Another GIS blog has found its way into my RSS aggregator: Geographic Information Systems (GIS) GeoBlog. This blog does a great job of the 2 things I think blogs are supposed to do:
It is a fairly new blog so you should be able to catch up quick or just jump in midstream.
A nice article at NYTimes.com (free registration required) highlights NASA’s World Wind viewer and the ten-terabyte satellite imagery archive that is available and now includes imagery of the lunar surface at a resolution of about 66 feet. Be aware, though, that World Wind requires a high-speed, broadband Internet connection and a computer with pretty decent performance.
You can download the free application from NASA’s World Wind website
I just read an article about a teacher in Maine who has had her students participating in projects based on NASA’s ISS EarthKam project. EartKAM is Earth Knowledge Acquired by Middle School Students, an education program that is centered around a camera currently mounted on the International Space Station. EarthKAM has actually been around since 1996 and has also flown on shuttle missions, so there is a pretty nice archive of images on the website. The images are taken by students themselves, who request specific areas via the Web. It’s a pretty cool program, and is a way to get students interested in geography and the applications of remote sensing.
Check out NASA’s EarthKAM website
Main Topic: Migration: The Human Journey. News: Internet control, Greenwich CT data issues, AR GIS High School Students.
Well, today is the last day of Geography Awareness Week. I just wanted to offer up a couple of links for you to check out to see what happened this week. The first is GISDay.com which gives links to overviews of this years events. The other is the National Geographic Geography Awareness Week website.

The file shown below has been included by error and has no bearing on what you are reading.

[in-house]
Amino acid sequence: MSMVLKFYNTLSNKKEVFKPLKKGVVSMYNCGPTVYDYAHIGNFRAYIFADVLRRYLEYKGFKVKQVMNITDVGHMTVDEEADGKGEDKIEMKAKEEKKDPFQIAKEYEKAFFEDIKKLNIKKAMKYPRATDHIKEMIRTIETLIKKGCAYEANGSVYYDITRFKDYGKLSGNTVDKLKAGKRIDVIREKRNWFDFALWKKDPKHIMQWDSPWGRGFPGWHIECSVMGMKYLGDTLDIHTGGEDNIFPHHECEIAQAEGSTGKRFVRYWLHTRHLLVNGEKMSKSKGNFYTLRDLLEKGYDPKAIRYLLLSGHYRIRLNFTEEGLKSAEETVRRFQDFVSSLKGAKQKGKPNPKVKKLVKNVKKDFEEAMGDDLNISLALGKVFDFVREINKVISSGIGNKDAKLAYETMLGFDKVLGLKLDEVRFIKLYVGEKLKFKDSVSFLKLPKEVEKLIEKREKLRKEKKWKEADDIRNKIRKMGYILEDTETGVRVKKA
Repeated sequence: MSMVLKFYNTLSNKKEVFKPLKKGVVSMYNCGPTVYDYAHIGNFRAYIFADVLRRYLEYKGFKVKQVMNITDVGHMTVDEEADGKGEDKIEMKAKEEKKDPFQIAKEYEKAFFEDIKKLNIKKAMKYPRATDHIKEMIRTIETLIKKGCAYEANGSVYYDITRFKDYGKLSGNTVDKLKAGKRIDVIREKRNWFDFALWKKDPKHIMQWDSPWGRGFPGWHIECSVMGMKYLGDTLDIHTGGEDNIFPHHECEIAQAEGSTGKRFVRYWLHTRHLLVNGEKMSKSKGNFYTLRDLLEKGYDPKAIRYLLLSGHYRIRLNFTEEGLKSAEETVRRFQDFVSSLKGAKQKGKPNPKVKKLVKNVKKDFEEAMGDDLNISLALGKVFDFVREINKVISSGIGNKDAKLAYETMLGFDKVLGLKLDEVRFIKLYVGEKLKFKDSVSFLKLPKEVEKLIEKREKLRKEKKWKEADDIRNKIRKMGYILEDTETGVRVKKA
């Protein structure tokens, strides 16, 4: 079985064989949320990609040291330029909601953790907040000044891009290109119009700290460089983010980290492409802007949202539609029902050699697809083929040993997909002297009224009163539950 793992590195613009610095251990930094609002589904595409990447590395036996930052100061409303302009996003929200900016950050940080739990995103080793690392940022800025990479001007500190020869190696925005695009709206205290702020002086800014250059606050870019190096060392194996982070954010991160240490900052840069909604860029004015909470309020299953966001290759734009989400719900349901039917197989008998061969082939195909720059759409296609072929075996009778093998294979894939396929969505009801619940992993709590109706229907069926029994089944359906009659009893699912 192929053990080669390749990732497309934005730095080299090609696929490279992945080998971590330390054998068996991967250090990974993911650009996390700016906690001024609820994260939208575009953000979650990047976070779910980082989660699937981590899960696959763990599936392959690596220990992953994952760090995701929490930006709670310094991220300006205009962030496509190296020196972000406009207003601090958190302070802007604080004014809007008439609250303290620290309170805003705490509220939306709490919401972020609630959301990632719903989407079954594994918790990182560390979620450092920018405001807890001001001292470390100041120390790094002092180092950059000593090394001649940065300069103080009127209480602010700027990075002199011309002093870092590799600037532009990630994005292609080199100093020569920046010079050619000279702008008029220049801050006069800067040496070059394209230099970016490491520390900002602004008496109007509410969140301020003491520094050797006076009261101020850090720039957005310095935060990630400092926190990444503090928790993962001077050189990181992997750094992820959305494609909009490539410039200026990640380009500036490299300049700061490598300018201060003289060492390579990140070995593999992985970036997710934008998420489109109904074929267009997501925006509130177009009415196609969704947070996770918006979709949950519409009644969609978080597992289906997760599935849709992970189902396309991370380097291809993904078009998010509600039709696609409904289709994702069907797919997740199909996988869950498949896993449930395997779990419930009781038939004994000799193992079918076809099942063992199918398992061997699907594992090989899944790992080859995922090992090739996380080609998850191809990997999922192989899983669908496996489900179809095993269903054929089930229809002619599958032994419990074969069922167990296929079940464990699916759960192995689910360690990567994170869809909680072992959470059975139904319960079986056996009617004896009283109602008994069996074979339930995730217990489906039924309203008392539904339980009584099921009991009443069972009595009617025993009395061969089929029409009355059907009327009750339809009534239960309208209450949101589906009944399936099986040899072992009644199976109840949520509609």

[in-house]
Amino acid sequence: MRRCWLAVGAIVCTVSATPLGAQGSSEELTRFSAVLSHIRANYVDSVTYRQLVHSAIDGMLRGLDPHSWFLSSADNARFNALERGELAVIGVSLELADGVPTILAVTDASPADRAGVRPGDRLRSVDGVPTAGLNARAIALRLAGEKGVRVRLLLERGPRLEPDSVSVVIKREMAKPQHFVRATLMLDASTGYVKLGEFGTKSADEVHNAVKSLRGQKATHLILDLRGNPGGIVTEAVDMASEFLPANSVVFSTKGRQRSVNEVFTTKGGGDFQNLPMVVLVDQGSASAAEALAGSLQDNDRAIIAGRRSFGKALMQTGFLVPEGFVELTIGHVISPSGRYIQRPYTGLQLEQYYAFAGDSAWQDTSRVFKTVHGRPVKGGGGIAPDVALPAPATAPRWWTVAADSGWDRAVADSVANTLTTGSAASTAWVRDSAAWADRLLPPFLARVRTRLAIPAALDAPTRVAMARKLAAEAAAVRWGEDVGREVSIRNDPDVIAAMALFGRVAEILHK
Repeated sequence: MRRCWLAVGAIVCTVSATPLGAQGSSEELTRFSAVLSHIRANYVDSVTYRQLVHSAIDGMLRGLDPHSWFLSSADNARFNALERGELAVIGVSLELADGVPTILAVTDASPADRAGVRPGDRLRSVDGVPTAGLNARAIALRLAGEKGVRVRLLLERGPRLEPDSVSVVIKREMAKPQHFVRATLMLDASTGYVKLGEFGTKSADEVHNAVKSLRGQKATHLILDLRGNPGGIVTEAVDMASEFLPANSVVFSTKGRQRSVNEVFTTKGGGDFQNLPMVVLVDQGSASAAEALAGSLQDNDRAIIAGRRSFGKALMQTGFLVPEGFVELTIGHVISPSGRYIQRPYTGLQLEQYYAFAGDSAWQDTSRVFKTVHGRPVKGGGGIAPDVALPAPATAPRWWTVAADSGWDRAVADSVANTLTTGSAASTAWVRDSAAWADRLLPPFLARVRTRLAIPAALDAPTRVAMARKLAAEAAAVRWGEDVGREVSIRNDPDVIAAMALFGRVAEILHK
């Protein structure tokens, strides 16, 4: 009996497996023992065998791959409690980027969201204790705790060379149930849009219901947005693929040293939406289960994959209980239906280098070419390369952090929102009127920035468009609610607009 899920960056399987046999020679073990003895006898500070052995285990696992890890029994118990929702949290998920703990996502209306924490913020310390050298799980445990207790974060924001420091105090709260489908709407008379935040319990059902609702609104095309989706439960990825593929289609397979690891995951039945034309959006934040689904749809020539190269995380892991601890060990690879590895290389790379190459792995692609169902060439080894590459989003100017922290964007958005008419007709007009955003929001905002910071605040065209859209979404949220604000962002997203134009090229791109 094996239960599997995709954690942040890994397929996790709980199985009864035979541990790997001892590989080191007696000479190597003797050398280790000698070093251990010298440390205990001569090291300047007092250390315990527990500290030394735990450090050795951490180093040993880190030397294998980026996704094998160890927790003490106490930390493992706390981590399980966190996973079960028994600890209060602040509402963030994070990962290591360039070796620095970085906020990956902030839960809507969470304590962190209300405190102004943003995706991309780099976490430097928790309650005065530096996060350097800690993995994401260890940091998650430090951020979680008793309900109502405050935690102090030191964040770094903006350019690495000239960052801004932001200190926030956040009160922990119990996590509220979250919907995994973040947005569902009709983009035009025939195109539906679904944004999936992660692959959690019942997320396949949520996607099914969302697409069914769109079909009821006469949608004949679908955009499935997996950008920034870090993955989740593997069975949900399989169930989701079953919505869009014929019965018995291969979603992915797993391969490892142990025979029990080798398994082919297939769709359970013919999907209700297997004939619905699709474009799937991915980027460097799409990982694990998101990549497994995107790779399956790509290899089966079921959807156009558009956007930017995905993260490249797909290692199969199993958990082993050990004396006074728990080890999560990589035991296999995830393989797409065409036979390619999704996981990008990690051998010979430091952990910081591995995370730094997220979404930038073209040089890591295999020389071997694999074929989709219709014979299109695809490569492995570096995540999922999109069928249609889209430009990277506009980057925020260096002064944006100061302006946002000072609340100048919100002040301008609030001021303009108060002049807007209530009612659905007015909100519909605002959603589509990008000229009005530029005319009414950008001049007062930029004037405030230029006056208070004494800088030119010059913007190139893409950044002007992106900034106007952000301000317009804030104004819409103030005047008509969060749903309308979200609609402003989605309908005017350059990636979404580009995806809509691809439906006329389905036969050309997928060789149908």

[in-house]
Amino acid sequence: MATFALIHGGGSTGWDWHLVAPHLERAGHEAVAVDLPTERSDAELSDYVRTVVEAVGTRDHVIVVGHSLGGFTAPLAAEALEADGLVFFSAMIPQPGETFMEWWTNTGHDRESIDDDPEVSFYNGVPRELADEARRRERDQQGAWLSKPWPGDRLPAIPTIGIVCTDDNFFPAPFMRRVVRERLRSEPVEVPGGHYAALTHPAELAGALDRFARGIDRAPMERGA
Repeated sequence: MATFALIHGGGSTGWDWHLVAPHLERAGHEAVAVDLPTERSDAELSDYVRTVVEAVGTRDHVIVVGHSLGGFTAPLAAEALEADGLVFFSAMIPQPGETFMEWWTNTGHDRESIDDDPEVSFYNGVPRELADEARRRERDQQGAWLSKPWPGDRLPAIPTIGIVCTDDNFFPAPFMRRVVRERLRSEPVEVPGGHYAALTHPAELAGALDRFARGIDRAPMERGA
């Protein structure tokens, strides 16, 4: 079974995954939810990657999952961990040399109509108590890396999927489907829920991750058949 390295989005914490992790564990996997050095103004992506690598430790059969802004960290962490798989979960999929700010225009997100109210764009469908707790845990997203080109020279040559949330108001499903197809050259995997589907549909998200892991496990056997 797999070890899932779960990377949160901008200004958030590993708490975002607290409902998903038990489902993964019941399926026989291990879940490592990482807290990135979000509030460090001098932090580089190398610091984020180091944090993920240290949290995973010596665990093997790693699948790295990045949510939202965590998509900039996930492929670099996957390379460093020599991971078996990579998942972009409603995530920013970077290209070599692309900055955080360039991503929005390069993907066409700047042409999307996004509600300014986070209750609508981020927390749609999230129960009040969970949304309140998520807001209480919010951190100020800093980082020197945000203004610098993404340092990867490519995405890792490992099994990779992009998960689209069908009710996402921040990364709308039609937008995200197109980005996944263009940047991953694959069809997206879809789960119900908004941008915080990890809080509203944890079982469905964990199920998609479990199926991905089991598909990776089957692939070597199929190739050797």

Check back Sunday for our GAW wrap up podcast where we give our spin on Migration: The Human Journey
During our posts this week, we have talked about some of the main branches of geography, including physical and human geography, and the closely related discipline of cartography. For our final discussion, it seemed that Applied Geography would be an ideal topic, since its focus is using geographic research in an area of specialty and applying it to solve real-world problems. Applied Geography, then, can be part of any of the many fields and subfields of geography, from GIS to development geography to hazards research. (more…)
Sony stepped into all sorts of trouble with thier copy protection scheme on CDs. Although they claim the damage is minimal, the folks over at Doxpara Research claim otherwise. Since Sony’s scheme calls home, the Doxpara folks figured there would an entry in DNS servers around the world showing the call home. Doing an analysis, they’ve identified 568,200 nameservers have been witnessed a phone back home to Sony’s servers.
The interesting part about this is that mapped it! There’s also a Europe and Japan. The site specifies how they mapped the data.
GIS turns up in all sorts of interesting places!